Despite Republican gubernatorial candidate Joe Lombardo securing a victory a few days back against the Democrat incumbent Steve Sisolak, the same will not be said of the state’s Republican Senate challenger to its Democrat incumbent Catharine Cortez Mastro.
After days of counting ballots, including the counting of ballots postmarked up to four days after Tuesday’s November 8th election, the race was called for Cortez Mastro.
CNN reported on the breaking development, and what it means for the fate of the U.S. Senate:
Democratic Sen. Catherine Cortez Masto will win reelection in Nevada, CNN projects, clinching a critical victory that will allow Democrats to keep control of the US Senate.
Cortez Masto had long been viewed as one of the most vulnerable Democratic incumbents as she fended off a challenge from former Nevada Attorney General Adam Laxalt in a state whose economy had been hard hit by the Covid-19 pandemic and inflation.
As a clarification for CNN’s biased reporting, it wasn’t the pandemic that hit the state hard; it was the response to the pandemic that hit it harder than others. South Dakota and Florida, for example, reamined unopened and relatively usncathed economiocally by the pandemic as a result of Republican stewardship. The same could be said of Georgia, which saw its Republican incumbent hold off a terrible campaign led by Stacet Abrams.
CNN summarized the election results, which many initially predicted would turn into a red wave, but ultimately produced a red fizzle. Republicans hope to secure a slim House majority despite their Senate control hopes being dashed by the news that Pennsylvania had flipped its seat and Arizona’s Senate race was likewise called for Democrat Mark Kelly, who votes for Joe Biden’s agenda over 95% of the time. CNN continued:
With Cortez Masto – the first Latina senator – securing a second term, Democrats will hold 50 seats and Republicans will hold 49. Democrats are also defending a seat in Georgia, where Democratic Sen. Raphael Warnock and Republican Herschel Walker are headed to a December 6 runoff. But even if Republicans pick up that seat, the chamber would still be evenly divided, allowing Vice President Kamala Harris to still hold the tie-breaking vote. Democrats were able to hold the majority, in part, because they picked up a seat in Pennsylvania, where Lt. Gov. John Fetterman, a Democrat, defeated Trump-backed Mehmet Oz in the contest to replace retiring Republican Sen. Pat Toomey.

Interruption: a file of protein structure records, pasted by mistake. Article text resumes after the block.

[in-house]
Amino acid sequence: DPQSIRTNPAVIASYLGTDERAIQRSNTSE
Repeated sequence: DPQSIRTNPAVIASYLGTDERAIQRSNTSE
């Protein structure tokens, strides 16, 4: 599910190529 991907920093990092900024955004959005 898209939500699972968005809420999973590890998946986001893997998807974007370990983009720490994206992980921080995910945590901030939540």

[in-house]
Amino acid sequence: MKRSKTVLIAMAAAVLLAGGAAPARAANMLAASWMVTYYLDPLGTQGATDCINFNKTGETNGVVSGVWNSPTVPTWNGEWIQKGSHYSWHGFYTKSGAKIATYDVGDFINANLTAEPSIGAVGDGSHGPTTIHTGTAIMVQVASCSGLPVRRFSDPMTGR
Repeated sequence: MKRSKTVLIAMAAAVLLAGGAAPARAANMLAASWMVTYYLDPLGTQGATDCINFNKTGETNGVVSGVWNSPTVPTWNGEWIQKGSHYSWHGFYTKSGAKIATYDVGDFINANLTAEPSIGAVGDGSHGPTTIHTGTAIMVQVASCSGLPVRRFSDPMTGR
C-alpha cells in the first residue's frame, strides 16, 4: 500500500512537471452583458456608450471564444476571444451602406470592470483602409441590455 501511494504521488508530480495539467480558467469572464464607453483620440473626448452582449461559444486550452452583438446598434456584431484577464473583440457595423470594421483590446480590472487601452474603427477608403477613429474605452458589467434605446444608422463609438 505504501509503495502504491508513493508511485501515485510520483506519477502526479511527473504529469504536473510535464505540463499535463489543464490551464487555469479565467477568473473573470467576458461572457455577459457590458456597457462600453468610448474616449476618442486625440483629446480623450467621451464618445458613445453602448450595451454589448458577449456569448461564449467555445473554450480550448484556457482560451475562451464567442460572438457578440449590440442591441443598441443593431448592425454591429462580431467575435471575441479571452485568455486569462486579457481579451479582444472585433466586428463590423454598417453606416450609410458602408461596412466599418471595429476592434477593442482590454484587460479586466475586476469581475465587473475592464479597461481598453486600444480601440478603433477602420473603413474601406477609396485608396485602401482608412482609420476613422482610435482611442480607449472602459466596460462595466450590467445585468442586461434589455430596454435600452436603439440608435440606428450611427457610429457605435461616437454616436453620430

Amazingly, as the indictment on ignorant and selfish American voters continues to become more obvious, CNN credited Cortz Mastro’s somewhat surprising victory as a result of the transient population of new Nevadans. The state has seen an influx of not jsut illegal residents, but legal ones as well who often relocate from the wasteland of communist California.
Despite running that beautiful state into thje ground, voters never changed their voting habits and deluded themselves into thinking Democrats would be different in their new home. As CNN wrote, “[o]ne of the biggest challenges she faced is that much of Nevada’s population is transient – meaning many voters had not gotten to know Cortez Masto or her record.”
Can people get any dumber? At what point will voters realize that it isn’t the candidates that are the issue; it’s the party?
In any event, there is once again the pattern of seeing governors come close to, or outright winning, in purple-reddish states (such as Brian Kemp, Joe Lombardo, Kari Lake) and voters rejecting the Republican candidate for Senate. Had voters simply checked the same two top boxes for the GOP, this wouldn’t even be an issue. Herschel Walker would have won alongside Brian Kemp and Adam Laxalt would have won alongside Joe Lombardo.
Kari Lake’s Arizona race for governor has yet to be called, but in any event it is a lot closer than what the state’s Senate race ended up producing, as Blake Masters lost by nearly six points to Mark Kelly.
Featured image: Gage Skidmore, CC BY-SA 2.0 <https://creativecommons.org/licenses/by-sa/2.0>, via Wikimedia Commons
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